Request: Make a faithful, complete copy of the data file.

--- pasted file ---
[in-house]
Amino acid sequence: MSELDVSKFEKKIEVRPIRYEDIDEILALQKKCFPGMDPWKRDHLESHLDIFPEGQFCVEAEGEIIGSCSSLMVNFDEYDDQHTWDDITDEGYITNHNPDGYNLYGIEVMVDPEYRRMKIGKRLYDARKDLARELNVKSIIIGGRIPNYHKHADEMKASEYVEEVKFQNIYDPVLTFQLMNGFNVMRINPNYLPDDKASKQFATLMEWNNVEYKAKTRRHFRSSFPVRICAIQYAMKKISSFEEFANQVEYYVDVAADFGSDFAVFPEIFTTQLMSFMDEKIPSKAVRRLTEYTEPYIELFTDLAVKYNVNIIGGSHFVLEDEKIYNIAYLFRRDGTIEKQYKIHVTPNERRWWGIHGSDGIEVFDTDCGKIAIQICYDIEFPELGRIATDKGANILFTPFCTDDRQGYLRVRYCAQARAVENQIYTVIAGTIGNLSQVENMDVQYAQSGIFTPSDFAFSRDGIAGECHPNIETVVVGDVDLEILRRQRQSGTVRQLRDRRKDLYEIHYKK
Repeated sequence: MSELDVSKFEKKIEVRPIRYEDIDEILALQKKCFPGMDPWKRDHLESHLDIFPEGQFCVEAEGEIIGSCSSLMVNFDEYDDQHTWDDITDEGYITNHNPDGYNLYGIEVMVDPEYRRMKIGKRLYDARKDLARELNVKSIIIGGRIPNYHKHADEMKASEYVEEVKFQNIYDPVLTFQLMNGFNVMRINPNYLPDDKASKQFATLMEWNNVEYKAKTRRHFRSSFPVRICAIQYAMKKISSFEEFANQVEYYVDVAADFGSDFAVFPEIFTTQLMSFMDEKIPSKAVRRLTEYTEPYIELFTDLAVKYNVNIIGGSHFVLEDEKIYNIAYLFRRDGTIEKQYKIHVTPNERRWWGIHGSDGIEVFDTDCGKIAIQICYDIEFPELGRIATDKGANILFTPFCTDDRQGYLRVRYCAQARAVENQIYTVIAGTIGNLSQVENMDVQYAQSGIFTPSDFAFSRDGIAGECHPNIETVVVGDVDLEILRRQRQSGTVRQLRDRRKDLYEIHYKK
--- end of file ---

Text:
[in-house]
Amino acid sequence: MSELDVSKFEKKIEVRPIRYEDIDEILALQKKCFPGMDPWKRDHLESHLDIFPEGQFCVEAEGEIIGSCSSLMVNFDEYDDQHTWDDITDEGYITNHNPDGYNLYGIEVMVDPEYRRMKIGKRLYDARKDLARELNVKSIIIGGRIPNYHKHADEMKASEYVEEVKFQNIYDPVLTFQLMNGFNVMRINPNYLPDDKASKQFATLMEWNNVEYKAKTRRHFRSSFPVRICAIQYAMKKISSFEEFANQVEYYVDVAADFGSDFAVFPEIFTTQLMSFMDEKIPSKAVRRLTEYTEPYIELFTDLAVKYNVNIIGGSHFVLEDEKIYNIAYLFRRDGTIEKQYKIHVTPNERRWWGIHGSDGIEVFDTDCGKIAIQICYDIEFPELGRIATDKGANILFTPFCTDDRQGYLRVRYCAQARAVENQIYTVIAGTIGNLSQVENMDVQYAQSGIFTPSDFAFSRDGIAGECHPNIETVVVGDVDLEILRRQRQSGTVRQLRDRRKDLYEIHYKK
Repeated sequence: MSELDVSKFEKKIEVRPIRYEDIDEILALQKKCFPGMDPWKRDHLESHLDIFPEGQFCVEAEGEIIGSCSSLMVNFDEYDDQHTWDDITDEGYITNHNPDGYNLYGIEVMVDPEYRRMKIGKRLYDARKDLARELNVKSIIIGGRIPNYHKHADEMKASEYVEEVKFQNIYDPVLTFQLMNGFNVMRINPNYLPDDKASKQFATLMEWNNVEYKAKTRRHFRSSFPVRICAIQYAMKKISSFEEFANQVEYYVDVAADFGSDFAVFPEIFTTQLMSFMDEKIPSKAVRRLTEYTEPYIELFTDLAVKYNVNIIGGSHFVLEDEKIYNIAYLFRRDGTIEKQYKIHVTPNERRWWGIHGSDGIEVFDTDCGKIAIQICYDIEFPELGRIATDKGANILFTPFCTDDRQGYLRVRYCAQARAVENQIYTVIAGTIGNLSQVENMDVQYAQSGIFTPSDFAFSRDGIAGECHPNIETVVVGDVDLEILRRQRQSGTVRQLRDRRKDLYEIHYKK